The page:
For Your Staff:Repair Counter
Avoid Common Take-In Pitfalls, Part I
Inspecting jewelry properly is the first step in proper take-in procedure.
Here's how to do it right
BY ARTHUR SKURATOWICZ, G.G.
and JULIE NASH, G.G.
When you inspect jewelry a customer has brought in for repair, minimum
10X magnification is the standard. While many jewelers use a loupe, some
characteristics are apparent only with higher magnification and controlled
Even more important than the right equipment is proficiency, and this
means constantly practicing. To help raise your proficiency, ask yourself
this series of questions to determine what you need to know about take-in
What Needs Repair?
Pay particular attention to prongs for appropriate height and contact with
stones. Examine the shanks, clasps and bails for thickness and wear.
Is Everything Tight?
Make sure all gems are tight in their settings. Grasp each one by the girdle
with fine-pointed tweezers, twist right to left, push up and down. Do this
under a microscope to point out loose stones to the customer.
Can It Be Repaired?
If you discover a problem, determine whether it can be repaired. Reshankings
and retippings are easy enough, but you may want your bench jeweler's input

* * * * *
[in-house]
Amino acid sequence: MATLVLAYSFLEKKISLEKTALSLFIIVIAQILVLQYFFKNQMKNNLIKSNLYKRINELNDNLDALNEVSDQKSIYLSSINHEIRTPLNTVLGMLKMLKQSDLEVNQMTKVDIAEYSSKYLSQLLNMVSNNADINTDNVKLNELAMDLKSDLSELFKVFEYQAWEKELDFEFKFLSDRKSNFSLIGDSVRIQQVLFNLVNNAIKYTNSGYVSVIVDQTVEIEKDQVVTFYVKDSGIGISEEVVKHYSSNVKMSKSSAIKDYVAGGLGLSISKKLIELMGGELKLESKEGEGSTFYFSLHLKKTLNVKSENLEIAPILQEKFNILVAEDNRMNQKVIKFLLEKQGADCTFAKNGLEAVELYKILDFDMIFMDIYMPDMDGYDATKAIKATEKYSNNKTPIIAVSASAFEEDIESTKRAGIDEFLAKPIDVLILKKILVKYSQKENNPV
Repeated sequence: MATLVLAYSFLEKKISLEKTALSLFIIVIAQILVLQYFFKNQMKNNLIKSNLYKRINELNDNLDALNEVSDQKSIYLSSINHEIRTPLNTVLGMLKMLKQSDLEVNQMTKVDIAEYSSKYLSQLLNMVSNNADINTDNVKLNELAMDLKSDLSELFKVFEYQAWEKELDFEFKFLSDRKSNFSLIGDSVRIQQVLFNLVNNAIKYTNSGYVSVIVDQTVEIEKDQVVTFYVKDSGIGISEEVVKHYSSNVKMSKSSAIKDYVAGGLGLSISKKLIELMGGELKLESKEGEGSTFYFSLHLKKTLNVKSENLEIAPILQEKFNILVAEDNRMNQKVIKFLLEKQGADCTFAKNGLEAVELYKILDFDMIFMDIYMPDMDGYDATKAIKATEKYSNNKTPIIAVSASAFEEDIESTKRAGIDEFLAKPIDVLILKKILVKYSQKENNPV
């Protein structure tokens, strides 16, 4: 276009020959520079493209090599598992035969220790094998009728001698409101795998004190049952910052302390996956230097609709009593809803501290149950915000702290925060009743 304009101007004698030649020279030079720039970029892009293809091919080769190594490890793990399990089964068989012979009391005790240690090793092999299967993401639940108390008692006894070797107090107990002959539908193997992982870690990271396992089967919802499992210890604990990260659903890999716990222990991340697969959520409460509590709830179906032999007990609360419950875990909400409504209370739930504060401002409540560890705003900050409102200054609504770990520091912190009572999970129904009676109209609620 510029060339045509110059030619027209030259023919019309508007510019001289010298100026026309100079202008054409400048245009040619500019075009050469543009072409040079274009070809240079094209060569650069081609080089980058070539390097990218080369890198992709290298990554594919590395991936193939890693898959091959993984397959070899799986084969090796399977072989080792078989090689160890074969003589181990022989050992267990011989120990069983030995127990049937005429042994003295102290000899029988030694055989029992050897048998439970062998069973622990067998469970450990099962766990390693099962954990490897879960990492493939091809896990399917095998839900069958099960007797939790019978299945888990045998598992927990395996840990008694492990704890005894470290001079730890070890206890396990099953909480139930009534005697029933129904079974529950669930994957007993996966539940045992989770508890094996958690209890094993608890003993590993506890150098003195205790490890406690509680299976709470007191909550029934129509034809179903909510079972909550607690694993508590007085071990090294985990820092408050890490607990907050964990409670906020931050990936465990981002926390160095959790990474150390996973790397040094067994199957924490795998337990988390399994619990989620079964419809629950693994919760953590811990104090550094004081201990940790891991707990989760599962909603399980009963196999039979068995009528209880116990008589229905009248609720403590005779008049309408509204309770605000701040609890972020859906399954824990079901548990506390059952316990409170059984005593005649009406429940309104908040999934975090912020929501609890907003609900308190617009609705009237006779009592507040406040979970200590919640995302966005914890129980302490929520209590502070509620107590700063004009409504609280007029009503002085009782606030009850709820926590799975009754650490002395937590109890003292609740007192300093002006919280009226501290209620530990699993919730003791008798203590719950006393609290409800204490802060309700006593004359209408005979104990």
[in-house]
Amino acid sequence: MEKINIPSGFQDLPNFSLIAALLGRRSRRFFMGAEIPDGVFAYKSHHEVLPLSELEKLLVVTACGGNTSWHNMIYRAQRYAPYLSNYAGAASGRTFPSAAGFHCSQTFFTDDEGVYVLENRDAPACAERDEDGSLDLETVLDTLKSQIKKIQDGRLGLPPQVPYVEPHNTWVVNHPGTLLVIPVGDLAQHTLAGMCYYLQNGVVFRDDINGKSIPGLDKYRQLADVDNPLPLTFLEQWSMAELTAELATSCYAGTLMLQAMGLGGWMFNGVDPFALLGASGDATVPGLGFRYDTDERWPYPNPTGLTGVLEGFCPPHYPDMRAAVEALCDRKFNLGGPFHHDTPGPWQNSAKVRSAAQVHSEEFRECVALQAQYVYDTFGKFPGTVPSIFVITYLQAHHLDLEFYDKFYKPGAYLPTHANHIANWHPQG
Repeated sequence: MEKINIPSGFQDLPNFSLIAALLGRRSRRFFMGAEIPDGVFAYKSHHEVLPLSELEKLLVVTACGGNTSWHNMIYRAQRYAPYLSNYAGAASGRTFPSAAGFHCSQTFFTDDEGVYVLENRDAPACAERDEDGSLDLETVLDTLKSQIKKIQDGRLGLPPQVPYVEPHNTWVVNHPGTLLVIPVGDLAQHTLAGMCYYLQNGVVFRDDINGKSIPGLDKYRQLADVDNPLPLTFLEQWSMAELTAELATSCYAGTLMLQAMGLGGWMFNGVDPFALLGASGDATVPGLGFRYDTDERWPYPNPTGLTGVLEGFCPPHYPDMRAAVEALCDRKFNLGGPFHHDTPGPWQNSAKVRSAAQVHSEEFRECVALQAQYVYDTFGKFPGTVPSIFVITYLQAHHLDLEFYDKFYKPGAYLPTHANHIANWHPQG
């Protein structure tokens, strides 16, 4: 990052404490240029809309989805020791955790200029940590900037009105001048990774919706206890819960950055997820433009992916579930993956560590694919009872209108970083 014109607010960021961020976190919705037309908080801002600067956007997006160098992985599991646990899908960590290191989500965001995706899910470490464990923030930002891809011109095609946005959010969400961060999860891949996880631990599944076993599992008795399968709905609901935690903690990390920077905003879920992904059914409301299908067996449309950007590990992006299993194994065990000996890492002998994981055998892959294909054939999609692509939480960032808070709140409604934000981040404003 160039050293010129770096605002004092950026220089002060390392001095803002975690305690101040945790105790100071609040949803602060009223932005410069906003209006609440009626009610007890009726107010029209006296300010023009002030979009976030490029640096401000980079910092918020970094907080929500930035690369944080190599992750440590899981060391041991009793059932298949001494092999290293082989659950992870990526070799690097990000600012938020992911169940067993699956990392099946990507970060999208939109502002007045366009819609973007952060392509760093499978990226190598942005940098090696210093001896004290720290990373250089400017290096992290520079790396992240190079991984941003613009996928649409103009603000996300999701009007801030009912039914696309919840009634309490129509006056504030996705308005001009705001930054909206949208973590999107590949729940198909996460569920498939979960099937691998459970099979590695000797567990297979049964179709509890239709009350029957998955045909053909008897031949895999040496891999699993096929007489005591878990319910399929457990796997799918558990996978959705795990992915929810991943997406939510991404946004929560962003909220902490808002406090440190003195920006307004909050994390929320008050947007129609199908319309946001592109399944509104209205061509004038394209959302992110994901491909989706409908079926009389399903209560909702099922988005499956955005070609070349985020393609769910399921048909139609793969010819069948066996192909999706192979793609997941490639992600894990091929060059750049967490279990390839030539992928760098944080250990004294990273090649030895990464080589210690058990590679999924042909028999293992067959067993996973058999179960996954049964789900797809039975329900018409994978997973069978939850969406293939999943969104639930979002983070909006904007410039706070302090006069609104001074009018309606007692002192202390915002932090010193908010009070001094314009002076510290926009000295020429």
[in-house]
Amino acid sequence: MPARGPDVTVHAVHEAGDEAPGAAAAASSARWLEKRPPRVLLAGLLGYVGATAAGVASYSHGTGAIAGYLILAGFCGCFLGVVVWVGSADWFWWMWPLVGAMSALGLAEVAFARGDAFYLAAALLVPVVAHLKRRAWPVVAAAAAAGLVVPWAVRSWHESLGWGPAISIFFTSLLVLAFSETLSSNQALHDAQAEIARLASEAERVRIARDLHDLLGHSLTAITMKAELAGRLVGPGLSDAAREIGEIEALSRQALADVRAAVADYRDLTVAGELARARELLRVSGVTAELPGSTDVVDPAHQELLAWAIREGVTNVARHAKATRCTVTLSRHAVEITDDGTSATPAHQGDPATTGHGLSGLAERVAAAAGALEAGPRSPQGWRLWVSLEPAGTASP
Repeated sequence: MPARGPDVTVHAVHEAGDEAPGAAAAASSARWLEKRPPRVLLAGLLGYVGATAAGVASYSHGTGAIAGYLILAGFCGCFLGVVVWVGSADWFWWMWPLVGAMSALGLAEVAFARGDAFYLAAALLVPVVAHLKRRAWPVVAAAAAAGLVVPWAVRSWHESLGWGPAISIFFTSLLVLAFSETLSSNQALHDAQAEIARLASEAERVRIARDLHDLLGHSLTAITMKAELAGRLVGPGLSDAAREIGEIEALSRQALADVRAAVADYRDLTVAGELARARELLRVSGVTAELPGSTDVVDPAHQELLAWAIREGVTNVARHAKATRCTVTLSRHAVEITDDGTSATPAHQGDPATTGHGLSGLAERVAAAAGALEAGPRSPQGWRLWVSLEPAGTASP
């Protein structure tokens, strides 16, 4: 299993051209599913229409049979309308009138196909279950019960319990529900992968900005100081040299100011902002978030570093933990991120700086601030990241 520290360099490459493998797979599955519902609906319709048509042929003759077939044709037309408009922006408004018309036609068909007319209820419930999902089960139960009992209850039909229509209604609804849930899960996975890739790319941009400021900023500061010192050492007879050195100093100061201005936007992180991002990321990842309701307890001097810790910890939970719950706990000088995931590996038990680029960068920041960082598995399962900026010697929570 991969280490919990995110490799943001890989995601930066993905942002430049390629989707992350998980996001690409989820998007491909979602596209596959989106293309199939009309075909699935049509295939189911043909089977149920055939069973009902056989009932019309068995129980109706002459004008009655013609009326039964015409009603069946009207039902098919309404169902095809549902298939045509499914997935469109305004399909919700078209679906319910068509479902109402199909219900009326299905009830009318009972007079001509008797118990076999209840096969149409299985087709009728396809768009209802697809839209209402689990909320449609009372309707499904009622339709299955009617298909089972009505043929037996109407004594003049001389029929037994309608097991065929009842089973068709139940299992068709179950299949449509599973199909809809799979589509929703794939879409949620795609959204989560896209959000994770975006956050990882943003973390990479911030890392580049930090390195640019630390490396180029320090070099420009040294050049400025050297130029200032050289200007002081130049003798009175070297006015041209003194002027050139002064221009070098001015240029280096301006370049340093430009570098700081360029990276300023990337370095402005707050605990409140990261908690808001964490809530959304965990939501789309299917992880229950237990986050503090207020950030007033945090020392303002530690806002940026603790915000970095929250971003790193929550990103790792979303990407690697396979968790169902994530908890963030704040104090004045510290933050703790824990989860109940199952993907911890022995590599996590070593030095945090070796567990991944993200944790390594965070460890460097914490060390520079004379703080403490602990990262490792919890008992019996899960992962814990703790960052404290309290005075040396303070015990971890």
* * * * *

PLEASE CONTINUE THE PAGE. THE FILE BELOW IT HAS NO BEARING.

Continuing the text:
before advising whether to repair a problem such as extensive cracks in
a previously repaired gallery.
Is It Feasible?
Some repairs are possible but not cost-effective. Retipping diamond pavé
in 14k gold may be practical and cost-effective, for example, but retipping
emerald pavé requires removal of all gems and may cost more than
the jewelry's value. Explain the situation clearly so the customer can make
an informed decision and so you and your store appear knowledgeable and
ethical. Give your customer the information and let him or her make the
decision; even if the repair is costly, people do form sentimental attachments
to jewelry that transcend price.
What's the Repair History?
Determine what repairs the jewelry has had already. The reason: recognizing
previous sizings or prong repairs may dictate the type and cost of the current
repair. Worn prongs usually can be retipped, for example, but worn prongs
that were retipped previously may require a new head now. Multiple previous
sizings may best be dealt with by partially reshanking to avoid fragmentation
of the ring shank.
What's the Risk?
Delicate stones such as emerald and opal may be damaged by heat, so they
need to be removed from settings before the repair begins. Heat and pickling
chemicals may change or damage the patina of antique or silver pieces. Informing
the customer during the take-in process about any possible damage that could
result from the repair will go far toward avoiding a disappointed customer
at pick up.
Next month: Identifying Metals and Gemstones
Julie Nash, G.G., and Arthur Skuratowicz, G.G., operate Anton Nash
LLC, an independent jewelry appraisal and consulting company in Colorado
Springs, CO. They specialize in jewelry appraisals for insurance, estate
and resale situations and provide customized training for jewelers, insurance
companies and consumers.
Copyright © 1999 by Bond Communications.